On Aug. 9, Terry and I will be married for 41 years. And, after 41 years, I still like her.
I am really not quite sure when I first realized that I liked her, but I do know when I fell in love with her. It was the first time I saw her. An acquaintance of mine pointed her out to me.
For the next couple of days as I kept seeing her, I tried to figure out a way to “introduce myself” to her. As it turned out, another guy that she had seen — and one whom she apparently was interested in — and I favored each other somewhat. I was sitting alone at a table when she approached me with one of her roommates by her side. I nearly slobbered all over myself.
She asked, “Are you Huey?” I looked at her for a moment. Although my mouth felt wobbly, I did manage to get out weakly, “No, but I wish that I was.” After that encounter, I became more proactive about the girl. Even days after when I started seeing her hanging off of Huey’s arm, I did what I could to flirt with her — much to her dislike, discomfort and chagrin.
Do you realize that it took God over a year to convince her that it was I whom she should love? Goodness, God is slow at times.
But, one thing for sure, these past 41 years have not been slow. The time with Terry has flown by like the wisp of the wind.
God made a pretty good thing when he made marriage. I am really not sure why people have such a hard time with it. It might be in part because of the “like” factor.
Do you remember the movie “Shenandoah”? It starred Jimmy Stewart and was set in Virginia during the Civil War. A young man wanted to marry the daughter of Charlie Anderson (played by Stewart). He came to Anderson to ask her hand in marriage.
Anderson sat down with the young man and asked him, “Do you like her?” “Oh, yes sir, I love her very much!” was the eager reply. Anderson asked again (in so many terms), “No, it is not so much about loving her, but do you like her?”
Perhaps we hide too much behind the term “love.” You can love a spouse but lose the initial intensity of that love rather quickly. You can love a spouse but easily get upset with them. You can love a spouse but not want to spend time with them. You can love a spouse but begrudge the weight they have put on or resent the character they manifest over time.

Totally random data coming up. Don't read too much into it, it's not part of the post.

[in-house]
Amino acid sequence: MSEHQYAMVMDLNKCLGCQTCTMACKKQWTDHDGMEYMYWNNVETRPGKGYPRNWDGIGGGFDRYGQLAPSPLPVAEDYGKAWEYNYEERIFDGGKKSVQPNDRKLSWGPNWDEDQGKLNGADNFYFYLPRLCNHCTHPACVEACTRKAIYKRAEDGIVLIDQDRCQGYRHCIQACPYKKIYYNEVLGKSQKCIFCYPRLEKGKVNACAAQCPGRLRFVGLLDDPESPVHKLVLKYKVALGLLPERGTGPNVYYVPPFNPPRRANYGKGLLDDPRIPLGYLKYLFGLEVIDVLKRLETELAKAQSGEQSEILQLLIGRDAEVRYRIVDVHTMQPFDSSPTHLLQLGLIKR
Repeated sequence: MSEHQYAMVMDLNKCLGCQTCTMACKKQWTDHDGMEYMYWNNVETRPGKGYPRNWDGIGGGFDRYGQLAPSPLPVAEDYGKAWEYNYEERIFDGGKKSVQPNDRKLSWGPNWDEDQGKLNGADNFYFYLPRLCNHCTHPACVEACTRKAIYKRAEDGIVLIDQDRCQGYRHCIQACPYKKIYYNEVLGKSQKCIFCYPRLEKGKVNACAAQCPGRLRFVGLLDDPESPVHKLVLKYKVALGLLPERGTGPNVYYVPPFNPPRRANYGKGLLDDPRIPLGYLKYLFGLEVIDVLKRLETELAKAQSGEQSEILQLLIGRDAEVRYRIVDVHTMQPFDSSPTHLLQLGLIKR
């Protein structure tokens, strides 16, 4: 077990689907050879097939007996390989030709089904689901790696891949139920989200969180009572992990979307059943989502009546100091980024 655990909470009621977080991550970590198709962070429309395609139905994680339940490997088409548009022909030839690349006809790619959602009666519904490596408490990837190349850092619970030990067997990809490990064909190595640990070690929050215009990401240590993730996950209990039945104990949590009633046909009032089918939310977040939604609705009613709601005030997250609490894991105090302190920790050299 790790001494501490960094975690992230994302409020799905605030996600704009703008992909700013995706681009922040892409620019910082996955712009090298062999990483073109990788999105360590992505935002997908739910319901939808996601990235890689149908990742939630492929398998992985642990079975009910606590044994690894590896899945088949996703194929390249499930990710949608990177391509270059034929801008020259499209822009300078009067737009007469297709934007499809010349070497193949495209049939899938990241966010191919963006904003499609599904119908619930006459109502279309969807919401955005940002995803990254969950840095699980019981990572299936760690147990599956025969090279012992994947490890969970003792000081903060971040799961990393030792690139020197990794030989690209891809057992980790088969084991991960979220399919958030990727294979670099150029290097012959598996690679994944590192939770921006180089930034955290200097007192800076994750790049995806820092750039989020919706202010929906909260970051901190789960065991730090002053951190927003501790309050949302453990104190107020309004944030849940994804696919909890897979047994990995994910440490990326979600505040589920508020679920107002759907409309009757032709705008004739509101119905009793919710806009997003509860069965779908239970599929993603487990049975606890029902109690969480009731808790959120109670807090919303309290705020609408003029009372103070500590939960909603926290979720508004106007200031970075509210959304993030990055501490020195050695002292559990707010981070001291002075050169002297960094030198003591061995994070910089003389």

But, if you not only love them but like them as well, the interactions become more favorable. If you like your spouse, the intensity of that initial love seems to remain sustained. If you like your spouse, there will be a greater range of tolerance. If you like your spouse, you will be more prone to want to be in their presence and do things with them. If you like your spouse, added weight does not matter and character flaws are not very noticeable.
Are you not more amiable with people when you like them?
To like your spouse sometimes means not being so selfish. To like your spouse sometimes means being more responsive and favorable to their overtures of kindness and gentle affections instead of burring up and being insensitive.
After 41 years, I still like the woman whom I love, and I believe she likes and loves me, too, despite how crusty of an old man I am. Our fellowship has remained steady during the good times and despite the hard times.
Undoubtedly, that is what God expects. Besides, the way I look at it, I would have gotten to have an additional year with her if He had not been so slow in working things out for me.
In the meantime, Terry and I are blessed to be grandparents to another child. Our fourth son, Jeshua, and his wife, Megan, had a second daughter born to their family about a week ago — Elora Betheney. She is absolutely beautiful. It makes for us the sixth grandchild.
The Rev. Ron Branch is pastor of Faith Baptist Church in Mason, W.Va.
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